1. Augmenting compositions in length and sheer scale. His gargantuan Symphony No. 8, dubbed the “symphony of a thousand” due to the large numbers of musicians and diverse array of instruments required, including an enlarged percussion section, organ, harmonium and piano together with mass choir and vocal soloists.

  2. Mahler employed a variety of extra-musical sounds from the world, including bird songs and horn calls. A notable example is Mahler’s use of cowbells that evoke the Austrian Alps in both his Sixth and Seventh symphonies. This foreshadows sound art and the liberation of noise as music that emerged later in the 20th century.

  3. Mahler was a pioneer of progressive tonality, where the key changes from start to finish. This technique challenges traditional tonality, where there is a “home key.” These new techniques expanded Mahler’s musical language, allowing him to play with the listener’s expectations and create a greater range of musical expression.

Discussion of percussion in Mahler (including cowbells) from Singapore Symphony.

Expression and emotion

Mahler believed that music could express emotions where words failed. He wrote in 1896 that:

“…as long as I can express an experience in words I should never try to put it into music. The need to express myself musically — in symphonic terms — begins only on the plane of obscure feelings, at the gate that opens into the “other world”, the world in which things no longer fall apart in time and space.“

His symphonic works are filled with a variety of music forms, with different characteristics, including operatic highpoints, rustic country dances, playful scherzos and mournful marches.

To facilitate Mahler’s expanding expressive musical language, the composer wrote very long and precise instructions on his scores.

Rediscovery

From the 1960s onwards, Mahler’s music gradually regained more recognition for the first time since his death.

Firstly, in 1960, in a concert honouring Mahler broadcast on CBS, Bernstein introduced Mahler as not “one of those big popular names like Beethoven or Gershwin or Ravel.” But Mahler soon achieved status alongside these composers, certainly eclipsing the popularity he experienced in his own lifetime due to a number of factors.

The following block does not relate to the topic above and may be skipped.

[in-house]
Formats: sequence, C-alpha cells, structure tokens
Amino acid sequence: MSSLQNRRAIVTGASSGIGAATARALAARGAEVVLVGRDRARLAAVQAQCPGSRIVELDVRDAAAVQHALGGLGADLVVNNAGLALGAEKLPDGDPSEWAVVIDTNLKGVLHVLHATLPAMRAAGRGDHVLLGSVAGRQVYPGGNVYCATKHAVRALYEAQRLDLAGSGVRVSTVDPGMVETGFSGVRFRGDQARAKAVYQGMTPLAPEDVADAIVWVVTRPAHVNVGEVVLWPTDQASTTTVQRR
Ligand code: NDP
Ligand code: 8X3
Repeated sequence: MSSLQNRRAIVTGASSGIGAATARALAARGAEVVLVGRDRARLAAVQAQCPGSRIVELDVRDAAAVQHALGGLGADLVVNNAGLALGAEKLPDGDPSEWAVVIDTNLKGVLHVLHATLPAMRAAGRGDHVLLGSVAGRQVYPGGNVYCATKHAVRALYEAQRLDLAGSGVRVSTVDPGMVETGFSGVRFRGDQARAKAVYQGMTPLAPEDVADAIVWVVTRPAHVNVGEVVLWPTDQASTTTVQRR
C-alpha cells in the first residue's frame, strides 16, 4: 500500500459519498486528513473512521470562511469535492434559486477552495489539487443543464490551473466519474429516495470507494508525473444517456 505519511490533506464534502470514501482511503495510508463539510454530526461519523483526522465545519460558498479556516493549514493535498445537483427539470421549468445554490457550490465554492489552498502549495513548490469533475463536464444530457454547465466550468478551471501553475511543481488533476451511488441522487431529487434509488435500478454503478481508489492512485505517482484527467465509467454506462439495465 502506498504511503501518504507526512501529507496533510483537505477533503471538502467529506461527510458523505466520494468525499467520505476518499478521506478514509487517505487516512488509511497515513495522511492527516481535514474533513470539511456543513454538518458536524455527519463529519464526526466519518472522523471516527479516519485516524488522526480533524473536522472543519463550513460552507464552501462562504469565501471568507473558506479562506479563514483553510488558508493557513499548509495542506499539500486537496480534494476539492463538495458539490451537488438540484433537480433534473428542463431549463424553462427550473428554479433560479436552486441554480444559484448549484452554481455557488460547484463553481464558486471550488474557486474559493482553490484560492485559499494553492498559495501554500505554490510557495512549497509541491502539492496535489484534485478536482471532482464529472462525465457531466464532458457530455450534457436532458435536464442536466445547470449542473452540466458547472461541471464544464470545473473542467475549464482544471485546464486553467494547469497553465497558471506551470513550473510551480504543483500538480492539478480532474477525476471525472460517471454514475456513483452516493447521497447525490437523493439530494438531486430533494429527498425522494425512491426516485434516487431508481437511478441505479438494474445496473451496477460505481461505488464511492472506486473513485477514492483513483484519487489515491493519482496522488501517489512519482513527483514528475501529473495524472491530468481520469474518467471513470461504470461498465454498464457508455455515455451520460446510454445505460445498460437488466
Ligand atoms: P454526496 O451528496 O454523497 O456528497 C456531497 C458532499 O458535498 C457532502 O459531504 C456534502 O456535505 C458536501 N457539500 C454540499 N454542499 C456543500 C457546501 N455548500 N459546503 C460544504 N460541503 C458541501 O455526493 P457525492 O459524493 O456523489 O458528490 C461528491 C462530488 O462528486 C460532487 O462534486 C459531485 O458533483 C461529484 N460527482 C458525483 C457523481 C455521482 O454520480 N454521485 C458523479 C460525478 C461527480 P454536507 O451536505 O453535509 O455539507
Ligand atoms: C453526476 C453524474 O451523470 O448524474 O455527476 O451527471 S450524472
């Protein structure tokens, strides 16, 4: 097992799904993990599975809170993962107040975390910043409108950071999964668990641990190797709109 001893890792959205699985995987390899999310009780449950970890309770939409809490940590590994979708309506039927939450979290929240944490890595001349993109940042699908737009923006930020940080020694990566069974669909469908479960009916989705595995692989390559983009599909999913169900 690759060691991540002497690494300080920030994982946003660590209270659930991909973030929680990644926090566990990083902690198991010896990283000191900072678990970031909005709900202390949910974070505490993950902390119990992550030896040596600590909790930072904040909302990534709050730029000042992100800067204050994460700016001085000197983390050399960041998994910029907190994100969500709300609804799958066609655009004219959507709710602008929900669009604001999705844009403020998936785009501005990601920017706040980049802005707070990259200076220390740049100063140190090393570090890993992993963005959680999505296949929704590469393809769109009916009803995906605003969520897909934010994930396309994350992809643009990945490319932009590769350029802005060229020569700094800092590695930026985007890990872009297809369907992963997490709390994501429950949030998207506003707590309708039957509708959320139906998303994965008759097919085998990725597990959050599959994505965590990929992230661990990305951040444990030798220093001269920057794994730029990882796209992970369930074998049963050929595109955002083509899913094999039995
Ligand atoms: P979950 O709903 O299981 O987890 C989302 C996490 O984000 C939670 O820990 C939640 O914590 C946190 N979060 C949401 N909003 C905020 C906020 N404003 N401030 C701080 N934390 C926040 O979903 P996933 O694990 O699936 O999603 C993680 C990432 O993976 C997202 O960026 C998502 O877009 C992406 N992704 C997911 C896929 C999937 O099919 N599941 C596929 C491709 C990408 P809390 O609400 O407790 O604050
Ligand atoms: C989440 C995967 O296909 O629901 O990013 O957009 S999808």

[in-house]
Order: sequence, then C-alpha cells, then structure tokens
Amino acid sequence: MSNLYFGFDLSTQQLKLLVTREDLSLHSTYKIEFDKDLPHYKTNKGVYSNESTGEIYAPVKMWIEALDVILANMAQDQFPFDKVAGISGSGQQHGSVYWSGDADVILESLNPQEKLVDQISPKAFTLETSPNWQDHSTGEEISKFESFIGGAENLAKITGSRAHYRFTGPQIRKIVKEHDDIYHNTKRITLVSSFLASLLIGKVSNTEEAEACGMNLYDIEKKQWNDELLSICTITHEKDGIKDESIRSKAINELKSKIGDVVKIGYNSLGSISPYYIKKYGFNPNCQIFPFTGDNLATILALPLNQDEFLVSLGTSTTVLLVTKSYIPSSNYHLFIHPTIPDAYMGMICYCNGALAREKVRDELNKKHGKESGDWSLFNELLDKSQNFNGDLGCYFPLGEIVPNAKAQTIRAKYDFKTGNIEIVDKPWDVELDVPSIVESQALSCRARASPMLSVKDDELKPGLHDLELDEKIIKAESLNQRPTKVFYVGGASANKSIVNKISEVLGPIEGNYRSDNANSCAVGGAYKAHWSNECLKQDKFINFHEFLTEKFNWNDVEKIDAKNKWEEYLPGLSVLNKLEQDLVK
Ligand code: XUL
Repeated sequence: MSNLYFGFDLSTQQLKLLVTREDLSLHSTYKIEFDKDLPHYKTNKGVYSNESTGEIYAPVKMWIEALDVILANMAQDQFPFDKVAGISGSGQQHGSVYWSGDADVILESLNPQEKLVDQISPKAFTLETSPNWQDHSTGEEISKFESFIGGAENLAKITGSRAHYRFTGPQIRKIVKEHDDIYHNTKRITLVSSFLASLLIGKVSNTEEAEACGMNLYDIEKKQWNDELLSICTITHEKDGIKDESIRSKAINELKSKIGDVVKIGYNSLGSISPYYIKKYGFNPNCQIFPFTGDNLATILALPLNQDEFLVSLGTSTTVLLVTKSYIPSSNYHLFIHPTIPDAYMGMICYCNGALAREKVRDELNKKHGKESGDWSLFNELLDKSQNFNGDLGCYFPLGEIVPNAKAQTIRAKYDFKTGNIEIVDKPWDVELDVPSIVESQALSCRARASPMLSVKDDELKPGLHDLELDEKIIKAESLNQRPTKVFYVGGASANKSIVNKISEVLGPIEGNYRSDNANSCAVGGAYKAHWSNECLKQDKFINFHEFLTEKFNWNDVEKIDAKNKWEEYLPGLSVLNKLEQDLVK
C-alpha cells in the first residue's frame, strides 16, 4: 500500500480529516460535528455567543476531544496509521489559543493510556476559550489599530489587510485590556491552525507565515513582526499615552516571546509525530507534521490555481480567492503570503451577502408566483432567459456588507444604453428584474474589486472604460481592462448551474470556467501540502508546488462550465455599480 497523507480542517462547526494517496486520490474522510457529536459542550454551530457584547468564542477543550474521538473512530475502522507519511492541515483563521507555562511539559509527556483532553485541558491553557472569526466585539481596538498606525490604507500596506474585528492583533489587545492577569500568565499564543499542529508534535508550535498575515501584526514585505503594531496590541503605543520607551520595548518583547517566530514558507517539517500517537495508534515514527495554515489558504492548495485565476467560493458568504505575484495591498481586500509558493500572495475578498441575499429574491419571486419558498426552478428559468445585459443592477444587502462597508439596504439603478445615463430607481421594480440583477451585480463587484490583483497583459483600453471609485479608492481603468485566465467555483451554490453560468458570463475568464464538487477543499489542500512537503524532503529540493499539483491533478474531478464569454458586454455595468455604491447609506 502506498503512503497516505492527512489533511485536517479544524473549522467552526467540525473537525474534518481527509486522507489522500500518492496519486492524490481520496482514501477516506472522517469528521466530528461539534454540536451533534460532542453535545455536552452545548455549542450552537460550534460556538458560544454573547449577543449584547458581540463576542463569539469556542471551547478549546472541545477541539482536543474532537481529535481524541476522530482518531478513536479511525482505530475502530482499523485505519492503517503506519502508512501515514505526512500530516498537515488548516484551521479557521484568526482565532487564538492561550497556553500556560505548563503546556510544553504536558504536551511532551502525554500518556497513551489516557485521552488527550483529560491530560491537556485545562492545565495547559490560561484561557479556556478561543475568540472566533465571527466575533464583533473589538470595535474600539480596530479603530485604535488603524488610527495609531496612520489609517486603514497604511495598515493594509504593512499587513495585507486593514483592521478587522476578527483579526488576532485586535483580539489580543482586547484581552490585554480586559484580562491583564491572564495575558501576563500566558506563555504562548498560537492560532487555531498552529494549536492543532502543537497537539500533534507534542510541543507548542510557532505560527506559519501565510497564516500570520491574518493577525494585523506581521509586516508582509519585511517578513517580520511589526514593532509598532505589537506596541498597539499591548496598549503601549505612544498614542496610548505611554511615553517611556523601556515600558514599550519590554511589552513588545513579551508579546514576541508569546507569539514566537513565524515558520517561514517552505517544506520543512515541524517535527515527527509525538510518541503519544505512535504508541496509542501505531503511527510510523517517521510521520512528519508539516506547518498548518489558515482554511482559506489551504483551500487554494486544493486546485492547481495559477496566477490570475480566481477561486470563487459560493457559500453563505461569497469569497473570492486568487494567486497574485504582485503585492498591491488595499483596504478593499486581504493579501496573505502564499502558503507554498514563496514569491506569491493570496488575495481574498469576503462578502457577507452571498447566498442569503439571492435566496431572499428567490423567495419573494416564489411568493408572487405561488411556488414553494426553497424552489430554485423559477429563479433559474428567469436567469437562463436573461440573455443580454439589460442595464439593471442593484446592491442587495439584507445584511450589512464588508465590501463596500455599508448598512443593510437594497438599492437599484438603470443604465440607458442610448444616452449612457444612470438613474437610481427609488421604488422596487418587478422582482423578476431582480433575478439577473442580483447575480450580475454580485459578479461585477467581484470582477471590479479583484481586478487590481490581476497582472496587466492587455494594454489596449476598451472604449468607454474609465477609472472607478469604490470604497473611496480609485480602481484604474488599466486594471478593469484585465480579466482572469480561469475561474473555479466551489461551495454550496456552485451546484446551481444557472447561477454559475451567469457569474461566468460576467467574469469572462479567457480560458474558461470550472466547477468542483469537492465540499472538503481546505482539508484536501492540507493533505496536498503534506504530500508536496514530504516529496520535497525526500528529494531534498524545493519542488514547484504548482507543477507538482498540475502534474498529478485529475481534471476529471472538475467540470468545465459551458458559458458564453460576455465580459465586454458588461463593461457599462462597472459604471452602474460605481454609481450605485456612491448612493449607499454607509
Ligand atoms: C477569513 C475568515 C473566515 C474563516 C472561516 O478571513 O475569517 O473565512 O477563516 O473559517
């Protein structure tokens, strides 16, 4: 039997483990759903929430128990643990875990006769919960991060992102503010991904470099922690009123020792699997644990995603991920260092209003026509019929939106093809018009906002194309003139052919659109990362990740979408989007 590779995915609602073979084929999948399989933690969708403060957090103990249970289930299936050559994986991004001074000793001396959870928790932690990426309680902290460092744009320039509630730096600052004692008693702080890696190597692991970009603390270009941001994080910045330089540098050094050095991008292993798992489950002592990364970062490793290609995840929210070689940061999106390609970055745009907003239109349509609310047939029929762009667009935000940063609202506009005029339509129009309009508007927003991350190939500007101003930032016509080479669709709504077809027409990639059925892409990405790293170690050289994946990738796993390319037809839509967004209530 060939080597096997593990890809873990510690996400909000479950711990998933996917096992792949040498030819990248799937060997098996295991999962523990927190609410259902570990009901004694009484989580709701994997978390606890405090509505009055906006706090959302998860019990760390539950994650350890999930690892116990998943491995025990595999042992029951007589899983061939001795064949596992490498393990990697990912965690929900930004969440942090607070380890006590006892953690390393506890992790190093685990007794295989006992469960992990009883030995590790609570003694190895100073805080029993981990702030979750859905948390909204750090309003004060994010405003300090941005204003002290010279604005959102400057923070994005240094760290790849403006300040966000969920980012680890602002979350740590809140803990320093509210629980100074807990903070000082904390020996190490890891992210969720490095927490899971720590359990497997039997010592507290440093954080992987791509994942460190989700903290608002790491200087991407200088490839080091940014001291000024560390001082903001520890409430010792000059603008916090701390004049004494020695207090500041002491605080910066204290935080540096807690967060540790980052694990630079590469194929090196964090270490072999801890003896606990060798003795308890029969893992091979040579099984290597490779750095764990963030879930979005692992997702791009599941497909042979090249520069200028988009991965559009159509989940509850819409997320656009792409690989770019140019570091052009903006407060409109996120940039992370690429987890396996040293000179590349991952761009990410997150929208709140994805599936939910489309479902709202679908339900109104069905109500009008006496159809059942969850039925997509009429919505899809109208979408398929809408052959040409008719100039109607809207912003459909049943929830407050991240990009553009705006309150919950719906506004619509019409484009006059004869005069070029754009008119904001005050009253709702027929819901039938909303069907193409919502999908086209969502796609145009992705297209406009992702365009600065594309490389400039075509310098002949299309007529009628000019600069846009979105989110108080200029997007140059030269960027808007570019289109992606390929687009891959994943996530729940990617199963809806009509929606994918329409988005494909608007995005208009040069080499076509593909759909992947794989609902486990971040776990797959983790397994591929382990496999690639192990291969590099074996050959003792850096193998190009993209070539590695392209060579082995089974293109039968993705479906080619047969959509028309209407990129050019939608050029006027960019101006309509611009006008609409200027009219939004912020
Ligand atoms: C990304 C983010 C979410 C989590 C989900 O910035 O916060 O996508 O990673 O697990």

Bernstein claimed to have rediscovered Mahler, and subsequently pioneered Mahler’s symphonies. Bernstein said Mahler incorporated “the manners and customs and ways of thinking and feeling of both East and West …. His music shows the influence of Mozart, and Schubert and Wagner — all the great German and Austrian composers.”

Leonard Bernstein’s ‘Who is Gustav Mahler?’, Young People’s Concerts, 1960.

Bernstein continued to demonstrate Mahler’s unique incorporation of musical ideas from Roma, Slavic, Jewish and Chinese musical cultures.

This cross-cultural musical engagement and a quest to express a unity that could encompass dissonance and difference was one of the parallels Bernstein saw between himself and Mahler.

Bernstein, an American Jew, demonstrated his own passion for multicultural immersion and engagement in West Side Story (1957) and MASS (1971).

Secondly, the German philosopher Theodor Adorno wrote Mahler: A Musical Physiognomy in 1960. Adorno considered Mahler’s Bohemian childhood, personality and his sociopolitical context alongside Mahler’s music.

Opening of Visconti’s ‘Death in Venice.’

Lastly, In 1971, Luchino Visconti’s film, Death in Venice included a famous opening scene of Mahler’s Adagietto from Symphony No. 5 accompanying a steamship arriving in Venice at sunrise, bringing Mahler’s music to a global audience. The film is adapted from a 1912 Thomas Mann story which contains many allusions to Mahler.

Decades later, Mahler’s musical power still endures.